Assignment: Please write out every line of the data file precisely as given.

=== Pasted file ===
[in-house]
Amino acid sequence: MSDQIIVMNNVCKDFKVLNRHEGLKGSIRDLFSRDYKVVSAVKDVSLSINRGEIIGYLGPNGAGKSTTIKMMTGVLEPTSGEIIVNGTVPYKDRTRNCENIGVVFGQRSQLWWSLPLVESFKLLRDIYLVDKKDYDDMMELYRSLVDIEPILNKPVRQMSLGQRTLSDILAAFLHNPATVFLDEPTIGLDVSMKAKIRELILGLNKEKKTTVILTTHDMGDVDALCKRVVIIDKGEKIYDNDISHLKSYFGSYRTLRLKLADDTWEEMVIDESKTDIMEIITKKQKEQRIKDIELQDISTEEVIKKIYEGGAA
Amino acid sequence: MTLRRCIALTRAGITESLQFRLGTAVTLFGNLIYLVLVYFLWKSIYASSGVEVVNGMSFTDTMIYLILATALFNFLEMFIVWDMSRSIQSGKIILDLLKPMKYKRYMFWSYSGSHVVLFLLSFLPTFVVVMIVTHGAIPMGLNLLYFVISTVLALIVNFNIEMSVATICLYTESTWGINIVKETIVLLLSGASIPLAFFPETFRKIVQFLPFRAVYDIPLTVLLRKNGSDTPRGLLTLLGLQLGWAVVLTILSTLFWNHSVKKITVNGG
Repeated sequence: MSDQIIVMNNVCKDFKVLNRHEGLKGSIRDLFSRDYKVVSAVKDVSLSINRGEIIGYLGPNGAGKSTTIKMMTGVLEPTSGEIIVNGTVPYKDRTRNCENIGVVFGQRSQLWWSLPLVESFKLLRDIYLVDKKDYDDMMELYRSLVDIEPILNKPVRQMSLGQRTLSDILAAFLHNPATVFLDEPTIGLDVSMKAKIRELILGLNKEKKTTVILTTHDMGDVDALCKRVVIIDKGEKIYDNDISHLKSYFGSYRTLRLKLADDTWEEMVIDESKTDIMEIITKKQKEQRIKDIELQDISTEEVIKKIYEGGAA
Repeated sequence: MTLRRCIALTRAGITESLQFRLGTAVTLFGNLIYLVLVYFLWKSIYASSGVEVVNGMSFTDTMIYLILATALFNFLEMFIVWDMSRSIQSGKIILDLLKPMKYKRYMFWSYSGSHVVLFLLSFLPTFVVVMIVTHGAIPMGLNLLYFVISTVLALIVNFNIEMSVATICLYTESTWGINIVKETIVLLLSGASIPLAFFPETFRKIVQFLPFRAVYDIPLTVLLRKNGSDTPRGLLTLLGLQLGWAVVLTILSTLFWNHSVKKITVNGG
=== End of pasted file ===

[in-house]
Amino acid sequence: MSDQIIVMNNVCKDFKVLNRHEGLKGSIRDLFSRDYKVVSAVKDVSLSINRGEIIGYLGPNGAGKSTTIKMMTGVLEPTSGEIIVNGTVPYKDRTRNCENIGVVFGQRSQLWWSLPLVESFKLLRDIYLVDKKDYDDMMELYRSLVDIEPILNKPVRQMSLGQRTLSDILAAFLHNPATVFLDEPTIGLDVSMKAKIRELILGLNKEKKTTVILTTHDMGDVDALCKRVVIIDKGEKIYDNDISHLKSYFGSYRTLRLKLADDTWEEMVIDESKTDIMEIITKKQKEQRIKDIELQDISTEEVIKKIYEGGAA
Amino acid sequence: MTLRRCIALTRAGITESLQFRLGTAVTLFGNLIYLVLVYFLWKSIYASSGVEVVNGMSFTDTMIYLILATALFNFLEMFIVWDMSRSIQSGKIILDLLKPMKYKRYMFWSYSGSHVVLFLLSFLPTFVVVMIVTHGAIPMGLNLLYFVISTVLALIVNFNIEMSVATICLYTESTWGINIVKETIVLLLSGASIPLAFFPETFRKIVQFLPFRAVYDIPLTVLLRKNGSDTPRGLLTLLGLQLGWAVVLTILSTLFWNHSVKKITVNGG
Repeated sequence: MSDQIIVMNNVCKDFKVLNRHEGLKGSIRDLFSRDYKVVSAVKDVSLSINRGEIIGYLGPNGAGKSTTIKMMTGVLEPTSGEIIVNGTVPYKDRTRNCENIGVVFGQRSQLWWSLPLVESFKLLRDIYLVDKKDYDDMMELYRSLVDIEPILNKPVRQMSLGQRTLSDILAAFLHNPATVFLDEPTIGLDVSMKAKIRELILGLNKEKKTTVILTTHDMGDVDALCKRVVIIDKGEKIYDNDISHLKSYFGSYRTLRLKLADDTWEEMVIDESKTDIMEIITKKQKEQRIKDIELQDISTEEVIKKIYEGGAA
Repeated sequence: MTLRRCIALTRAGITESLQFRLGTAVTLFGNLIYLVLVYFLWKSIYASSGVEVVNGMSFTDTMIYLILATALFNFLEMFIVWDMSRSIQSGKIILDLLKPMKYKRYMFWSYSGSHVVLFLLSFLPTFVVVMIVTHGAIPMGLNLLYFVISTVLALIVNFNIEMSVATICLYTESTWGINIVKETIVLLLSGASIPLAFFPETFRKIVQFLPFRAVYDIPLTVLLRKNGSDTPRGLLTLLGLQLGWAVVLTILSTLFWNHSVKKITVNGG